Emotional Intelligence Tip of the Day: Psychological Safety

Psychological safety at work

As mentioned in our last blog article, psychological safety is “a belief that one will not be punished or humiliated for speaking up with ideas, questions, concerns, or mistakes, and that the team is safe for interpersonal risk-taking” (Amy Edmondson). One deceptively simple way to impact psychological safety is to include people – invite them into a conversation, include them in a debate, involve them in a decision. The easiest way to do this is to ask powerful questions. When you ask good questions and respond well, you can impact psychological safety.

Emotional intelligence can help.

Effective Communication Skills Start with Emotional Intelligence

The Power of the Question Mark

When it comes to asking powerful questions, you want to genuinely care about the answers. Don’t just ask to ask; if you are going to do that, just don’t ask. Be clear up front about what you have the power to do or not do – setting the ground rules can dramatically help someone understand their role and the potential value of their contribution. Make your questions open-ended. A general rule is that great questions start with what, how, or why but you can just start by asking questions that can’t be answered with a one- or two-word answer. Here are some examples:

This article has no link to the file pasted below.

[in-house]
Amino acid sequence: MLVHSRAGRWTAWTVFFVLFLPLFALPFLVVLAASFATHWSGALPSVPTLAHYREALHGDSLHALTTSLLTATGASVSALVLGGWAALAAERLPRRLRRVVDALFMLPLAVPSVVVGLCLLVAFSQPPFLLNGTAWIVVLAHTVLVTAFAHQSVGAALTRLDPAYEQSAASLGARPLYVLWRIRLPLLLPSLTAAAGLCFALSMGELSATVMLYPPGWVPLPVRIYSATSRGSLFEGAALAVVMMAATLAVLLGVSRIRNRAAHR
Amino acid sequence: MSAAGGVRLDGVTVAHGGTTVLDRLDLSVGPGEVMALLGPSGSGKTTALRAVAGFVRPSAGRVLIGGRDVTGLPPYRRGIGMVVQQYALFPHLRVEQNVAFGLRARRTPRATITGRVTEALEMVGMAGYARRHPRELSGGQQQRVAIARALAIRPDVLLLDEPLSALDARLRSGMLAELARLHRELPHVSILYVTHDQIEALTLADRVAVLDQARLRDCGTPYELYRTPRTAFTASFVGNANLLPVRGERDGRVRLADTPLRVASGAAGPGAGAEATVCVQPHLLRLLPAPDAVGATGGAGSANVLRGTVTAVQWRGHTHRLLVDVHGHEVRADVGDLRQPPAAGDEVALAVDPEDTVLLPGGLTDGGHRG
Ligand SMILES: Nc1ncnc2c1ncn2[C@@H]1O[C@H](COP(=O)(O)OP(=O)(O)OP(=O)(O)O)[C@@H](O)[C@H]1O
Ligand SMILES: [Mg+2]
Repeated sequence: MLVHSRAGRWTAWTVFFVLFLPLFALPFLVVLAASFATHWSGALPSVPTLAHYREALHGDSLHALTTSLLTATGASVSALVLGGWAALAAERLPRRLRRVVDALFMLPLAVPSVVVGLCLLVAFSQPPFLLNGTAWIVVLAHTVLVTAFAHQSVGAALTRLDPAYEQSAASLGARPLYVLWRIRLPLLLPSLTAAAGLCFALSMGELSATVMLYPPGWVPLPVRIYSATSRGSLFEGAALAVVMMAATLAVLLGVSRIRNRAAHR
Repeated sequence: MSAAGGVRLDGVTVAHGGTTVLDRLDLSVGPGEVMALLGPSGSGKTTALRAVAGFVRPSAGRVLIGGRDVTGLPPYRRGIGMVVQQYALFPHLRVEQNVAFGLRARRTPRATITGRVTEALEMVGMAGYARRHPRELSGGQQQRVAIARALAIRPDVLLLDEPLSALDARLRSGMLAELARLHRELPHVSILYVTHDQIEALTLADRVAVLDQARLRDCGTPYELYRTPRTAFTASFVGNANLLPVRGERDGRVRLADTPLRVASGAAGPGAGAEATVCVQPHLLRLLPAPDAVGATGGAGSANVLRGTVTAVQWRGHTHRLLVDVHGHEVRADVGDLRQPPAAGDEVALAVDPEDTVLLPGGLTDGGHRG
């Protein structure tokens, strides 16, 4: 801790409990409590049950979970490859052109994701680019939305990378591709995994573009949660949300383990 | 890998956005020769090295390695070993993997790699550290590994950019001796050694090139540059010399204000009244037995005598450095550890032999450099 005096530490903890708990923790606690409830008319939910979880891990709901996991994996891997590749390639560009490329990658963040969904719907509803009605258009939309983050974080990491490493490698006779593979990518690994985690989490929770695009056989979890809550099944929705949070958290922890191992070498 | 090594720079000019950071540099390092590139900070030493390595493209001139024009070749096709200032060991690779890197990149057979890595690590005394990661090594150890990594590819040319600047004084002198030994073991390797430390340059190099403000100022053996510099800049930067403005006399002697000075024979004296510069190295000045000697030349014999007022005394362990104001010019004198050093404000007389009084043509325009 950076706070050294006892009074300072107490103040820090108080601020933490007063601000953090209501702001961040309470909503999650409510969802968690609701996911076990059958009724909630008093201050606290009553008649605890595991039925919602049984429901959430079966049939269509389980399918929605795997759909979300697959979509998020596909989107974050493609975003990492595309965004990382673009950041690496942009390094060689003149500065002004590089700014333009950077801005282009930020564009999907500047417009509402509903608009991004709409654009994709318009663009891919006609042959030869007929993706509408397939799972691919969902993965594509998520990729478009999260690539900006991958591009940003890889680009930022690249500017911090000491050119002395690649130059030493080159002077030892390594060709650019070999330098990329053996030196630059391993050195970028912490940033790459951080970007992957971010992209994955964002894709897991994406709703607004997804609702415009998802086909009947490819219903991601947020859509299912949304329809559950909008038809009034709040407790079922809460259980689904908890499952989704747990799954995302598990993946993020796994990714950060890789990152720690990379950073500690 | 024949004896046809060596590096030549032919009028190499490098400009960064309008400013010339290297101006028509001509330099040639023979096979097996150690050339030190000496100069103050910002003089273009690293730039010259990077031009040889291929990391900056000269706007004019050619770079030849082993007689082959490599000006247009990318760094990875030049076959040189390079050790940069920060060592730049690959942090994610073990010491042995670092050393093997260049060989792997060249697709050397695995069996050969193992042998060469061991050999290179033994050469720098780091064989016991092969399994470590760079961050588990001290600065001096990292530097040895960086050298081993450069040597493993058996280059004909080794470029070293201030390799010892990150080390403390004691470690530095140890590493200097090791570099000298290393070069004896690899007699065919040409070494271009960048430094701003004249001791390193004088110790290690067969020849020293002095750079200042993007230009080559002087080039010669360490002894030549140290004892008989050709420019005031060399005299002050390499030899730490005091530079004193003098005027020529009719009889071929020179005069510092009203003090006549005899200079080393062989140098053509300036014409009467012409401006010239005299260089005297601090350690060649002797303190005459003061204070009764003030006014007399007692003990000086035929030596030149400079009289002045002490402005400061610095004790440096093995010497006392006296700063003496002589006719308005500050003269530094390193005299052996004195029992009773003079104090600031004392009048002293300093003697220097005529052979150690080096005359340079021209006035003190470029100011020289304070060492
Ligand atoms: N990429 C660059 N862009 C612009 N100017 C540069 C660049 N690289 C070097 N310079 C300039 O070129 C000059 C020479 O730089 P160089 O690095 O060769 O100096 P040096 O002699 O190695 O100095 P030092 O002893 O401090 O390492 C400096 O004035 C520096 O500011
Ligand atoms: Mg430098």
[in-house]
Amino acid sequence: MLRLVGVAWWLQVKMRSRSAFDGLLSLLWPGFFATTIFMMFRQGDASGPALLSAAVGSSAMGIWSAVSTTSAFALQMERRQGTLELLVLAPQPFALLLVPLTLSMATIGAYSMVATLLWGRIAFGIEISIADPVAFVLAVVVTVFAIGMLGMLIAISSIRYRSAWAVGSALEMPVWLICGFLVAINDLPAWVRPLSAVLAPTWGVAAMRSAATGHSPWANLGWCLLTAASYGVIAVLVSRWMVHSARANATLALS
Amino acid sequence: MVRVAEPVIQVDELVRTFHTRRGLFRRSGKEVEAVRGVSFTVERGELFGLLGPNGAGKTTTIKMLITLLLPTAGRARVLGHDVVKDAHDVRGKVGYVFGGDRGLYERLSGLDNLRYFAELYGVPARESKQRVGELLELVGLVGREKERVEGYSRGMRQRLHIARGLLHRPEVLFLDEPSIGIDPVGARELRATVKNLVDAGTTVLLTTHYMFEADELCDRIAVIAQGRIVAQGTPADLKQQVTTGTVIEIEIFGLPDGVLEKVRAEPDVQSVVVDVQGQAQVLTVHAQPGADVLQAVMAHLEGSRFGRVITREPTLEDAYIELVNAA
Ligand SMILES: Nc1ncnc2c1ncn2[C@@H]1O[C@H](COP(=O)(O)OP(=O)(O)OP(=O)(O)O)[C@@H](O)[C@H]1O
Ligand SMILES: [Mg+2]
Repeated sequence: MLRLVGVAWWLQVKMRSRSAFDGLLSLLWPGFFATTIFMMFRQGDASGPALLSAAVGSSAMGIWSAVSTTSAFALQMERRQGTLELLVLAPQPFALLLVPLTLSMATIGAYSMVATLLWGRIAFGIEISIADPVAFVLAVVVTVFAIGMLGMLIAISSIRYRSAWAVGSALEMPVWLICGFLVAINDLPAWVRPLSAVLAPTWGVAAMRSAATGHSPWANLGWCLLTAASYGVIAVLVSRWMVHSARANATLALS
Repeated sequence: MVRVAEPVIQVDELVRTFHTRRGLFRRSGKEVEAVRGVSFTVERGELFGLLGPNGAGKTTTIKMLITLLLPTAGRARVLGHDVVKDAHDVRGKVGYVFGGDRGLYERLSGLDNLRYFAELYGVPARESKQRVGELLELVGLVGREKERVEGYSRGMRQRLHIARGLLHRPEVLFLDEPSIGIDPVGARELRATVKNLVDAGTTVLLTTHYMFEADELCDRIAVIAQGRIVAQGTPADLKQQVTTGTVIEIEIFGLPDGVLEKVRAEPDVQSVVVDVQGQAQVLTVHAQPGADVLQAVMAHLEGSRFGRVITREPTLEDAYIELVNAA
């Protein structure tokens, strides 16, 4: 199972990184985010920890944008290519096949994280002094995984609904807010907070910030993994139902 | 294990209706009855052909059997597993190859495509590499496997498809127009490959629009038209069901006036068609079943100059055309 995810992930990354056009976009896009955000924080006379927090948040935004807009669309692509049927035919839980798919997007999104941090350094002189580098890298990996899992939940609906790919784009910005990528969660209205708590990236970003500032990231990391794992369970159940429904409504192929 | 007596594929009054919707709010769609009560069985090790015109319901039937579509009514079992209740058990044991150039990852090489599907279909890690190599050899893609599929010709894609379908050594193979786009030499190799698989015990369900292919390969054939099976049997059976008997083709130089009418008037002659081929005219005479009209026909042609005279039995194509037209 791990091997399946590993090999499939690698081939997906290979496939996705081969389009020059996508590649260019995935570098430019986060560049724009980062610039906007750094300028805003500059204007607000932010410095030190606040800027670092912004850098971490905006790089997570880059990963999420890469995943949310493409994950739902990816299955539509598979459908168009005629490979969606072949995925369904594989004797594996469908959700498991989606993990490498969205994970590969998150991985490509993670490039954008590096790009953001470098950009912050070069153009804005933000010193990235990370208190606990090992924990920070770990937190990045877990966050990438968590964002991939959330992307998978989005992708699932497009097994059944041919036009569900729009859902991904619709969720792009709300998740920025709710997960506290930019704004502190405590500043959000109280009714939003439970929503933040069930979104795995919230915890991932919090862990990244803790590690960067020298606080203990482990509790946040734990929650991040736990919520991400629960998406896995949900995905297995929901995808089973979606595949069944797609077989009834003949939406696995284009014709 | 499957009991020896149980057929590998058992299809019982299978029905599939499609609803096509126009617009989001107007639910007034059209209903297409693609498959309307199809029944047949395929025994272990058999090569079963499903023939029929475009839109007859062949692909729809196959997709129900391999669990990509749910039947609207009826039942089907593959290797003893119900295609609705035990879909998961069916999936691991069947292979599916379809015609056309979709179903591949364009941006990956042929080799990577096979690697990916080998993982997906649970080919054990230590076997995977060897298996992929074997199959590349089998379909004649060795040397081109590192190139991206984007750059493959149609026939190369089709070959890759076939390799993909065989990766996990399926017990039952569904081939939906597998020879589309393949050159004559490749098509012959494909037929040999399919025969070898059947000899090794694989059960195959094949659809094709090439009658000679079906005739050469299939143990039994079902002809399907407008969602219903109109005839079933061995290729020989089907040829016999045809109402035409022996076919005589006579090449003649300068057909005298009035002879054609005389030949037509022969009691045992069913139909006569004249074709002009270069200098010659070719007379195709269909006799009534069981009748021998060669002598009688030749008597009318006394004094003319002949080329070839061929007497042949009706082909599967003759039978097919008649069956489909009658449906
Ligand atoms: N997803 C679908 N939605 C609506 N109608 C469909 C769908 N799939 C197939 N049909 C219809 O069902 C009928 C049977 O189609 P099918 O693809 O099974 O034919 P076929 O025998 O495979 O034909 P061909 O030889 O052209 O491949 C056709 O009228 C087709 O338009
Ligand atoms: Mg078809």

• What might you try if there were no repercussions?
  • What is the hardest thing about making this decision?
  • How does it feel? How might it feel for people in other departments?
  • Why has it taken so long for us to try this?

A thought-provoking question can help someone share something they might not have known until that moment.

The Distance Between Hearing and Listening

Then, listen. And I mean, really listen. Listen for what the person is saying and what they aren’t saying. Don’t have your emails and other work up on your computer, don’t check your phone. I have started removing my own video from zoom calls so I only have the option of looking at the other person’s face to help me focus better. If you are in person or on video, watch for body language and other nonverbals that provide data about what the person is saying (and what it means). Use silence as a tool. Stay quiet for longer than you think you should – you will be surprised at how often the other person fills the space with something meaningful.

These behaviors can help demonstrate curiosity, make people feel seen and heard, and ultimately build trust. If you can do this consistently enough, you will have moved the needle on psychological safety.

By Maggie Sass Ph.D., EVP of Applied Research

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